I’m working on another knitted blanket for my daughter. I made her one before she was born, which she loves and uses daily. I hadn’t really intended to make her another blanket, but she saw me starting this one, and she asked who it was for. “Who do you think it should be for?” I asked her. “Me!” she said. “Should I make it for your birthday?” I asked her. “Yes, it can be my present!” she tells me. I did actually have someone else in mind when I started the blanket, but that’s okay. I guess this one is for her now.
I do try to knit her something for her birthday and for Christmas, but so far I’ve made toys. Her first Christmas it was a simple stuffed bear. Her first birthday I made a platypus, which I still think is one of the coolest things I have made. Her second Christmas I made a stuffed toy dog which hasn’t been a big favorite, but perhaps she’ll grow to love him more eventually. For her second birthday I made a reversible turtle/frog toy that was absolutely delightful to make and which I actually made a second of for another friend’s child, because it was so much fun. And last Christmas I made her a reversible doll, which lately has become more interesting for her. I had planned to knit another toy for this birthday, but it appears she wants a blanket instead.
It’s interesting, knitting something for her now that she has some input into the gift. One thing that is different is that I am actually knitting in front of her now. Up until a few months ago she would get into my yarn and make a mess if I tried to work when she was awake, so I saved my knitting for after bedtime. Now she’s able to either play with something on her own or, if she wants to sit with me, respect the limit I set about not pulling on the yarn. I have to admit that I’m pleased she’s so interested. “You knitting it?” she asks me. “With the knitting needles?” I tell her “Yes, I’m knitting with the knitting needles.” We talk about some of my other tools too, the scissors and the row counter and the yarn itself. She looks the yarn and looks at me and asks “I knitting it? With my yarn?” and I smile. I definitely want to teach her to knit, although at 2 months shy of three years old I know she isn’t ready yet. The fine motor coordination just isn’t there and won’t be for several years. “When you’re bigger,” I tell her, “I will teach you to knit with your very own yarn.”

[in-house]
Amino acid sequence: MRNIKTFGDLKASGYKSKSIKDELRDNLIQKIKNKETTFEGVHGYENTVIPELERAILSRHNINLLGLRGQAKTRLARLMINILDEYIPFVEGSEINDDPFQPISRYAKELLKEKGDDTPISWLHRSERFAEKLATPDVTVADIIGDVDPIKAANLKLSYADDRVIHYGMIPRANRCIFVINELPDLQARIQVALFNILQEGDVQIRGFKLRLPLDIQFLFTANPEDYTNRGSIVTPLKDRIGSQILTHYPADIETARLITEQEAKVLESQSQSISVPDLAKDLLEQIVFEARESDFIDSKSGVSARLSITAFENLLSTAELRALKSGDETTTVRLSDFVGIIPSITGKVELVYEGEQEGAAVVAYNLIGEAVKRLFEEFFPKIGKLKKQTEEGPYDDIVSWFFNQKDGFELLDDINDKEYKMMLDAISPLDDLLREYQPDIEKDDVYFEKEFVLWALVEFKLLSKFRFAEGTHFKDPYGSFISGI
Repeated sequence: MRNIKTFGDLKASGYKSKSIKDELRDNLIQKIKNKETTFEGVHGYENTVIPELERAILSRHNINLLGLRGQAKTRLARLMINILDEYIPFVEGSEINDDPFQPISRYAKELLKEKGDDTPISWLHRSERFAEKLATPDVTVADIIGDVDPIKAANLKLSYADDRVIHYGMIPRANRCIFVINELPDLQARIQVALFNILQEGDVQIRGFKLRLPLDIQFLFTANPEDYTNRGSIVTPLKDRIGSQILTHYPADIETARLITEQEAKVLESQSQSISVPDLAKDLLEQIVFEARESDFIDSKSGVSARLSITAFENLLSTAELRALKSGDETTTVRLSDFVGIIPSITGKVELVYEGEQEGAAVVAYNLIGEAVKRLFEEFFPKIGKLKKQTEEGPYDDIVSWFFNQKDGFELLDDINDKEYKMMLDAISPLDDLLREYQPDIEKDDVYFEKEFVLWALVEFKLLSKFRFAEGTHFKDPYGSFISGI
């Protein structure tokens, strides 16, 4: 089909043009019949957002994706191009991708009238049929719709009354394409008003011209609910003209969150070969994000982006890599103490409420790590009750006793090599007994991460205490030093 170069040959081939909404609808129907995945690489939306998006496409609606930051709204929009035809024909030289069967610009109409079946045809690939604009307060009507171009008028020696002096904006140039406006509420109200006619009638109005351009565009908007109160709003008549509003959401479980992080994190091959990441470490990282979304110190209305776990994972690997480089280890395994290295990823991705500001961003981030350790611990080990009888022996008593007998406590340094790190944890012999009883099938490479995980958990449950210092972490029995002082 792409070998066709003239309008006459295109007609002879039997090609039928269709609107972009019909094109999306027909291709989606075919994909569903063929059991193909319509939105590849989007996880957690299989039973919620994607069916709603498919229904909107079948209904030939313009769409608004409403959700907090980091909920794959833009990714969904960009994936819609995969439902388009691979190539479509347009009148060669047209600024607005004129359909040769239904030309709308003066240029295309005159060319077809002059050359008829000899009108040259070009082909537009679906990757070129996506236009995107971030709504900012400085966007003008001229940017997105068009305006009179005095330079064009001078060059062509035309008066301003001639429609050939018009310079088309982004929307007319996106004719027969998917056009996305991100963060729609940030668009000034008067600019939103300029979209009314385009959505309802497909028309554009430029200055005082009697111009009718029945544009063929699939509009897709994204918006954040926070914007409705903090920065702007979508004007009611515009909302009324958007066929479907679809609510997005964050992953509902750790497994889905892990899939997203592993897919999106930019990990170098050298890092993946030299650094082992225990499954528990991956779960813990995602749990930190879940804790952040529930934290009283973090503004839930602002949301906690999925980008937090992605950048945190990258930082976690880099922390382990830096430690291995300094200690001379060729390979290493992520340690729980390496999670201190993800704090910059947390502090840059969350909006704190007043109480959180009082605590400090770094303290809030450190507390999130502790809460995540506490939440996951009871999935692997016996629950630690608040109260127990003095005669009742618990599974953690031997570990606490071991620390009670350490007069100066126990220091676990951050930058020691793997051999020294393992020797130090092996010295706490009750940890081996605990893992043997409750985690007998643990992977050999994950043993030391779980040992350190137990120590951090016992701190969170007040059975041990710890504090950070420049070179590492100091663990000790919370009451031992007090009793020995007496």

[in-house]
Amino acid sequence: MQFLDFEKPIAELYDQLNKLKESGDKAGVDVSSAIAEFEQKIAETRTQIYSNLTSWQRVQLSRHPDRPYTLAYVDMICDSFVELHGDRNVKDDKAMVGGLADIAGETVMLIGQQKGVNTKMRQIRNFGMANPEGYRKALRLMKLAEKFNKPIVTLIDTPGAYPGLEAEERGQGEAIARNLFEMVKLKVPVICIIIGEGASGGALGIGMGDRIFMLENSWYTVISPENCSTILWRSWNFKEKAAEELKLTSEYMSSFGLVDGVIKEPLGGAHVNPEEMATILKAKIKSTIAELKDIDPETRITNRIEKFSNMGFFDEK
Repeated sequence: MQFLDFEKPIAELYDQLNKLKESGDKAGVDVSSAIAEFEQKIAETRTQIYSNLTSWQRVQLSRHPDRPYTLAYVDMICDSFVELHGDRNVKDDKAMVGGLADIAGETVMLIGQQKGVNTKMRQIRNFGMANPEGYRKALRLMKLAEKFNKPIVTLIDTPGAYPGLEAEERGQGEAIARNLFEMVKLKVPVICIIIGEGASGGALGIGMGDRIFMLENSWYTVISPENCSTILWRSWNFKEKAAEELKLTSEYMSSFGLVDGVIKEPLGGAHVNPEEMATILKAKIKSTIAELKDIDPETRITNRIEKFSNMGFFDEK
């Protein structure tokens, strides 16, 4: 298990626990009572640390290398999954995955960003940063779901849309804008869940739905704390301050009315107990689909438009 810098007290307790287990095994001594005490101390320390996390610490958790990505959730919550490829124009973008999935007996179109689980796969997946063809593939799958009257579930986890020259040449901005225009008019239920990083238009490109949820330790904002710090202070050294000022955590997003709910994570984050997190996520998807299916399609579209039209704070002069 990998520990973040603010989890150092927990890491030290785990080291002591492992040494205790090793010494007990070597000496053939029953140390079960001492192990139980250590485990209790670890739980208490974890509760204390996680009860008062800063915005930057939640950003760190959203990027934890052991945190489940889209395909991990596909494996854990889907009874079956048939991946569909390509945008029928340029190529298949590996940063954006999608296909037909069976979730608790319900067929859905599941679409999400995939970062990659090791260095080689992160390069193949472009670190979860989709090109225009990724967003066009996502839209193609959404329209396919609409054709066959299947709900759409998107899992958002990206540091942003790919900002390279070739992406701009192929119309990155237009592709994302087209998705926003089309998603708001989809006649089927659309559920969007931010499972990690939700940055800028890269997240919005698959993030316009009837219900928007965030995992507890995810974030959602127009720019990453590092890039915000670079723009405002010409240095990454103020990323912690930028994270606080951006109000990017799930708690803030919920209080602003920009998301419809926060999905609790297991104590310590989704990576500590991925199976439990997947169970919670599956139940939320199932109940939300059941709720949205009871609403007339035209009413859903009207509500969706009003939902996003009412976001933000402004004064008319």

She has an opinion on how the blanket should look now, too. I am working in the log cabin style, which means I work a block in a color and then pick up stitches along the edge of the block in a new color, working in a new direction, to create the next patch. There are different ways to do this; you can be very mathematical and precise to make a very structured looking design, but with this blanket I am just having fun creating different size patches of bold colors. I was thinking summer when I was putting the yarn colors together so I have plenty of yellow and orange and turquoise and pink, bright colors that make me think of days on the beach. But as my daughter is watching me she’s suggesting “put more green in it” and “put more pink in it.” She clearly has her own sensibilities and style.
She’s also quite impatient. Even a small blanket takes quite a while to knit. After all, if I knit 120 stitches across 240 rows (which, depending on the thickness of the yarn and the size of the needles, will come out to about a 30 by 30 inch square), that’s over 28 thousand stitches. It just doesn’t come together all that fast. But yesterday while I was working she asked me every 5-10 minutes if I was done yet, very much like a child on a car trip asking “are we there yet?” It reminds me how different time seemed to me when I was a child, how each day stretched on and a month seemed like forever to wait for something. Now as an adult my time just flies by, regardless of the amount of fun involved. It feels like my baby has turned into a little girl overnight. So I’m grateful for quiet moments to knit when I can find them; moments that allow me to see my daughter in this fleeting moment while she is crossing the threshold to childhood, dragging a hand knit blanket behind her.